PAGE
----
We collected the EMA data using four-inch touch screen devices (i.e., Samsung Galaxy Player 4.0, similar to a smart phone) programmed to prompt participants randomly within two-hour intervals (delivered between 9:00am and 9:00pm), six times daily, for 14 consecutive days. For more information on this method please see the Pain Interference Patterns Ecological Momentary Assessment research page.
For individuals who provided specific informed consent, the EMA devices collected GPS coordinates every 5 minutes between the hours of 9:00am and 9:00pm. If a GPS coordinate could not be obtained a Wi-Fi access point was recorded instead. The GPS positioning devices come with a specification on accuracy of 5-40 meters. We do not have an exact measure of the accuracy using WIFI. All location data was collected in the background and required no input from the respondent.
Participants were promoted randomly within two hour intervals to complete a survey that included questions such as:
- Where are you?
- What type of activity are you engaged in?
Participants reported on their current pain level using an 11-point scale programmed with a slide bar anchored on each end: “0” -no pain at all; to a “10”- pain as bad as you can imagine. The image below is a screen shot that illustrates how a participant may respond (Figure 1).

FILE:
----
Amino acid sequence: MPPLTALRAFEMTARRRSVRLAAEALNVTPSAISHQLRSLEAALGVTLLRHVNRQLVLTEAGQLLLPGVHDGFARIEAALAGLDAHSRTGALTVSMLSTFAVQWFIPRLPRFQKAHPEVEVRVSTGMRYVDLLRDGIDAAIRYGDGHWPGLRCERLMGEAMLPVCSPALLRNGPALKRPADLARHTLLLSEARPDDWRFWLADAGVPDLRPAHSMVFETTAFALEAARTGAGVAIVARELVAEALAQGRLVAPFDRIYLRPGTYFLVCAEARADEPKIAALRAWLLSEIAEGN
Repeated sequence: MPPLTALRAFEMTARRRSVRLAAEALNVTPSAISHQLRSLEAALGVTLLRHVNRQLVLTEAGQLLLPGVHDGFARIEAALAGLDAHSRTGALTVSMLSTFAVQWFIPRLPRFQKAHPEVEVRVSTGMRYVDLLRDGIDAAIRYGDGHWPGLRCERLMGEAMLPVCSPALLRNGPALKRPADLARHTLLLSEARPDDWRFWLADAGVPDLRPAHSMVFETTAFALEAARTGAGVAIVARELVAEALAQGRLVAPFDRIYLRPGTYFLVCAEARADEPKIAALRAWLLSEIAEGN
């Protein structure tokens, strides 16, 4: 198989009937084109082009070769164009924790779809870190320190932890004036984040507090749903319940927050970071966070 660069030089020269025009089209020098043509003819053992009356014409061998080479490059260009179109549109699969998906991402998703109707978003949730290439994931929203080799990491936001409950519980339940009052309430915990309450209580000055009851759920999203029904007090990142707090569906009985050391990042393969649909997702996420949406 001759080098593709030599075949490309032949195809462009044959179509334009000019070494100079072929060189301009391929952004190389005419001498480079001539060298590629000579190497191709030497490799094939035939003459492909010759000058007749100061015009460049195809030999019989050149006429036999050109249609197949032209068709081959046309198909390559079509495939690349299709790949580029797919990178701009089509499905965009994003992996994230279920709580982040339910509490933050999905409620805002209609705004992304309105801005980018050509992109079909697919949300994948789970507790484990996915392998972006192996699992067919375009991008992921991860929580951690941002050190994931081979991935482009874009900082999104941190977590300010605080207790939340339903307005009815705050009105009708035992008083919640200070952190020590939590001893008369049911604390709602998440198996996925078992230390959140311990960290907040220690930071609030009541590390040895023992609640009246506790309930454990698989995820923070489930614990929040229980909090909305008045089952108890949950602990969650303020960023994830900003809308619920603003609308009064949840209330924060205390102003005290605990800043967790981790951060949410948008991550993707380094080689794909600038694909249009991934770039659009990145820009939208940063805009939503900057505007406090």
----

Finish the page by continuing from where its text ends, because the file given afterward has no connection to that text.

Figure 1: Pain question screen shot
“EMA data was collected using two programs created by the research team. One program asked participants to respond to a survey about their location and pain levels and the other ran in the background collecting GPS coordinates every 5 minutes between the hours of 9:00am and 9:00pm for the 14 day data collection period. If a GPS coordinate could not be obtained a Wi-Fi access point was recorded instead. The GPS positioning devices come with a specification on accuracy of 5-40 meters. We do not have an exact measure of the accuracy using WIFI.
The second program prompted the participants to complete a short survey randomly within two hour intervals, also between 9:00am and 9:00pm. Surveys completed by EMA participants included questions such as: Where are you? What type of activity are you engaged in? On a scale of 1-10, how much pain are you experiencing right now? Both programs wrote to CSV files which were stored separately on the devices and all data was date and time stamped at the point of collection. Finally, survey responses were linked to GPS data by matching date and time stamps.”